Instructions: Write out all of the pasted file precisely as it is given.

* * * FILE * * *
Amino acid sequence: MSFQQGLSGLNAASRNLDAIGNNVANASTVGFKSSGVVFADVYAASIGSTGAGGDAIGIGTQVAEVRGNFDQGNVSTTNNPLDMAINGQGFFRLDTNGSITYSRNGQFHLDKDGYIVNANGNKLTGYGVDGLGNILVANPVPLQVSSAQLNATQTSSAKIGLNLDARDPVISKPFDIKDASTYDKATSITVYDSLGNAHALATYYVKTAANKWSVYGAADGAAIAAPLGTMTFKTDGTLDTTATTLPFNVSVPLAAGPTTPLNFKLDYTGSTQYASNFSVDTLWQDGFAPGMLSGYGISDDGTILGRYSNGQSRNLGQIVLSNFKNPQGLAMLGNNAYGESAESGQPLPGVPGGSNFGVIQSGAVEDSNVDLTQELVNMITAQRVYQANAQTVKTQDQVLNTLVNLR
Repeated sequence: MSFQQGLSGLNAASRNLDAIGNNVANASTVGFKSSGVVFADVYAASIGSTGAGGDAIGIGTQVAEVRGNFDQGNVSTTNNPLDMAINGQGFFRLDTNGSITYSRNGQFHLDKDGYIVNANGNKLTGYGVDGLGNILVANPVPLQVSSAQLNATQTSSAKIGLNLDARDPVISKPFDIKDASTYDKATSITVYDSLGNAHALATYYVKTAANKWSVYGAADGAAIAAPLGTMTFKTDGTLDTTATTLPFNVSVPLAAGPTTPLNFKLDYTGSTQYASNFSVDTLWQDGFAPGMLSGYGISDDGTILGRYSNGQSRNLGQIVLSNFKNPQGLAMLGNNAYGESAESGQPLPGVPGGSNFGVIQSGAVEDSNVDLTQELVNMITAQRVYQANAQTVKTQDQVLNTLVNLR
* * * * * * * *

Amino acid sequence: MSFQQGLSGLNAASRNLDAIGNNVANASTVGFKSSGVVFADVYAASIGSTGAGGDAIGIGTQVAEVRGNFDQGNVSTTNNPLDMAINGQGFFRLDTNGSITYSRNGQFHLDKDGYIVNANGNKLTGYGVDGLGNILVANPVPLQVSSAQLNATQTSSAKIGLNLDARDPVISKPFDIKDASTYDKATSITVYDSLGNAHALATYYVKTAANKWSVYGAADGAAIAAPLGTMTFKTDGTLDTTATTLPFNVSVPLAAGPTTPLNFKLDYTGSTQYASNFSVDTLWQDGFAPGMLSGYGISDDGTILGRYSNGQSRNLGQIVLSNFKNPQGLAMLGNNAYGESAESGQPLPGVPGGSNFGVIQSGAVEDSNVDLTQELVNMITAQRVYQANAQTVKTQDQVLNTLVNLR
Repeated sequence: MSFQQGLSGLNAASRNLDAIGNNVANASTVGFKSSGVVFADVYAASIGSTGAGGDAIGIGTQVAEVRGNFDQGNVSTTNNPLDMAINGQGFFRLDTNGSITYSRNGQFHLDKDGYIVNANGNKLTGYGVDGLGNILVANPVPLQVSSAQLNATQTSSAKIGLNLDARDPVISKPFDIKDASTYDKATSITVYDSLGNAHALATYYVKTAANKWSVYGAADGAAIAAPLGTMTFKTDGTLDTTATTLPFNVSVPLAAGPTTPLNFKLDYTGSTQYASNFSVDTLWQDGFAPGMLSGYGISDDGTILGRYSNGQSRNLGQIVLSNFKNPQGLAMLGNNAYGESAESGQPLPGVPGGSNFGVIQSGAVEDSNVDLTQELVNMITAQRVYQANAQTVKTQDQVLNTLVNLR